A city isn’t a business. The emergency manager concept is unconstitutional as the people of Detroit aren’t democratically represented by the decision. Just because a couple of Facebook wannabees think corporate fascism is a better way to run a city, that doesn’t make it the American way. This is corporate fascism as a model for urban redevelopment, and any architect supporting it is on the wrong side of democracy on this issue. The city’s art collection is being raided by corporatists for pete’s sake, along with everything else of value. Anyone who uses business as a model for government so literally is trying to steal something from your community, bet on it – and that goes for architects who write articles like this too. Government exists largely to counterbalance the power of business (especially the tech industry) – it shouldn’t emulate it or gov’t becomes the very thing it’s meant to protect us against: corporatism.

    • Thumb up Thumb down 0

      You raise an interesting issue here about the community. A village or a small town can be ONE community but one big town, is it ONE community or a collection of communities? Does it even resemble a community or is it just a place to get a job?

      As for the administration model, well it depends. If the yuppies get enough leverage in the city you could say it’s democratic because that type of administration would be the “will of the people”. Not the will of ALL the people but the majority or the most influential.

    • Thumb up Thumb down 0

      So, JamesMD; you clearly have a better solution than capitalism……WHAT IS IT? BTW: unusual explanation of why we have government…..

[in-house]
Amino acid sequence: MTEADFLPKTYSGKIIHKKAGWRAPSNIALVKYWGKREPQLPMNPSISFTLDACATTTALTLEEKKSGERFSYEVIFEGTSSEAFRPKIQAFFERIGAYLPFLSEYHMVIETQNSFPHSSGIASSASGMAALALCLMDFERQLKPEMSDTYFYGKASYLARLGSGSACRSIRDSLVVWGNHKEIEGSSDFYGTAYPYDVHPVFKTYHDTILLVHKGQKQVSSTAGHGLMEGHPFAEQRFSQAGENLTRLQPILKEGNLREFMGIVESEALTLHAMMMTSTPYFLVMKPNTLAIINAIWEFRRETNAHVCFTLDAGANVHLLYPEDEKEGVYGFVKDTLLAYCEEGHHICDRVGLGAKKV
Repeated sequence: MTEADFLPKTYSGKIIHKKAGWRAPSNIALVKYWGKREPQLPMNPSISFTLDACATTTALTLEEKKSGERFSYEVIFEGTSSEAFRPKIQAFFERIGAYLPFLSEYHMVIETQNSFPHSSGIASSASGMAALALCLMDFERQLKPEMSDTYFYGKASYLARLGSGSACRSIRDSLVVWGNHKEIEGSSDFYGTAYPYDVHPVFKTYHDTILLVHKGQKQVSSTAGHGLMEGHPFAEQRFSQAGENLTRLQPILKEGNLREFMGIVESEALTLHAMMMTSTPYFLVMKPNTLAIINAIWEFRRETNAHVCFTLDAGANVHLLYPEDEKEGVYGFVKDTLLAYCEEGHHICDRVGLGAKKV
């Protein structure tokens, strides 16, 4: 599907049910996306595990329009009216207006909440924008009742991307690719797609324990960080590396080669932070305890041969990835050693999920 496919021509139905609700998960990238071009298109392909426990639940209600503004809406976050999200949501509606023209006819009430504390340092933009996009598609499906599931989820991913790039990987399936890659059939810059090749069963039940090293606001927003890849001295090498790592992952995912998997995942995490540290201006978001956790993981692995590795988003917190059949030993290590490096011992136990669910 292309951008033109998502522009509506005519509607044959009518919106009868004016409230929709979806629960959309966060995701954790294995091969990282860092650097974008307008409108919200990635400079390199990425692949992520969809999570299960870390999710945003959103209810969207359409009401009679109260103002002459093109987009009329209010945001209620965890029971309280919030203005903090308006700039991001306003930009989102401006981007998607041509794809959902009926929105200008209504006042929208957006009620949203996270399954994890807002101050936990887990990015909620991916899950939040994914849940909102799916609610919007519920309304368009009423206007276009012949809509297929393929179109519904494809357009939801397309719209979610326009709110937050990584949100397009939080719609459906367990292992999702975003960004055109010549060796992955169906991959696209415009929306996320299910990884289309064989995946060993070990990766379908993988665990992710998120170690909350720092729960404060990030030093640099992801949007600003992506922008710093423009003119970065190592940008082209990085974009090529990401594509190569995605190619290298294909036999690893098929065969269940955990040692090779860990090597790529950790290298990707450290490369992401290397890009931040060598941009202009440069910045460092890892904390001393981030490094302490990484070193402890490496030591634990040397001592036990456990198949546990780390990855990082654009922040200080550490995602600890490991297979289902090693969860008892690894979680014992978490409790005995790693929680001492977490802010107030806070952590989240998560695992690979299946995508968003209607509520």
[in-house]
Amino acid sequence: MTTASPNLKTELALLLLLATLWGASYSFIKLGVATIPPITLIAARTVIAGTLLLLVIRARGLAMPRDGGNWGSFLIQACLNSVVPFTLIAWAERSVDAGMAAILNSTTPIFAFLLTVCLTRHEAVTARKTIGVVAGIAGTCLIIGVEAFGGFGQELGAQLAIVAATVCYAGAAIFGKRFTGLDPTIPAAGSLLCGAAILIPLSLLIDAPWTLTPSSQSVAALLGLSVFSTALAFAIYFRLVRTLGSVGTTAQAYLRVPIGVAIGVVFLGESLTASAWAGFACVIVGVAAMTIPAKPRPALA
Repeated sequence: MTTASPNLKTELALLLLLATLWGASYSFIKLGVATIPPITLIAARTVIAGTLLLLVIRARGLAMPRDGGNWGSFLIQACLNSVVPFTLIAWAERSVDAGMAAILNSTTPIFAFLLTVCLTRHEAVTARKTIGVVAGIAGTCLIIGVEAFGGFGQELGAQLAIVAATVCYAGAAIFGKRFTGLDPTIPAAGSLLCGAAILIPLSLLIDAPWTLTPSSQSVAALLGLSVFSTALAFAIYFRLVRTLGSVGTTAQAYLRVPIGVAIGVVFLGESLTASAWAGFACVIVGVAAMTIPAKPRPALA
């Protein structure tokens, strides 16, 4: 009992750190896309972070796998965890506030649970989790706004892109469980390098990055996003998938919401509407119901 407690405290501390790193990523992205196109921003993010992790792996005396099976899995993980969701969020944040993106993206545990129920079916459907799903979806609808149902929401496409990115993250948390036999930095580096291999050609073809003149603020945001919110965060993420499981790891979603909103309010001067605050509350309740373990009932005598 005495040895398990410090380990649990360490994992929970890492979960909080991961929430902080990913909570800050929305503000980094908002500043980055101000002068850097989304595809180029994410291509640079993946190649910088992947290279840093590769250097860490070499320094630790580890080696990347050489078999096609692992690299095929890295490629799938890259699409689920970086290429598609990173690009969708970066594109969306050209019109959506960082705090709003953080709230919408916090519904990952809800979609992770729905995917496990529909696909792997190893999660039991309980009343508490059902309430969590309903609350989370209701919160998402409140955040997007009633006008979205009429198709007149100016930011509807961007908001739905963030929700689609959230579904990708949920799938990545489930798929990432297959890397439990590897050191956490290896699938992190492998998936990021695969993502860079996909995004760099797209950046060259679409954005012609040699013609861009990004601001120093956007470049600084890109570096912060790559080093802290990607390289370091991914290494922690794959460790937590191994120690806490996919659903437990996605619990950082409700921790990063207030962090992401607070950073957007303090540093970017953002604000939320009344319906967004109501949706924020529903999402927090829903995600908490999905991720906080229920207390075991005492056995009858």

• Thumb up Thumb down 0

        I missed the part where the Constitution mentions our “capitalist form of government” (ie there is no such thing on the planet, except maybe in Somalia where they have pure libertarianism – maybe you can move there and see how you like it). It’s sad how little understanding or respect corporatists have for even our corrupted form of democracy. In terms of economic systems, social democracies provide the best model, a balance between socialism and capitalism – ie a brand of capitalism that’s sufficiently regulated to prevent the rich from exploiting everyone else and creating a permanent aristocracy (which is what we’ve become). Obviously since the rich are stealing Detroit’s artwork much like the fascists did during WWII, we don’t have such a healthy system.

  3. Thumb up Thumb down 0

    The real danger is the possible selling off the city’s cultural assets IE school public parks services & utilites, parks and art work.

  4. Thumb up Thumb down 0

    I hope Detroit tech-companies prove to be different than their counterparts in San Francisco and Silicon Valley. Tax avoidance schemes, rising property prices, the Google bus … All issues that made a lot of locals quite angry.

  5. Thumb up Thumb down +1

    It’s not that it is the best for Detroit but that it is the only viable option considering their situation. Hope they can get back up though.

Share your thoughts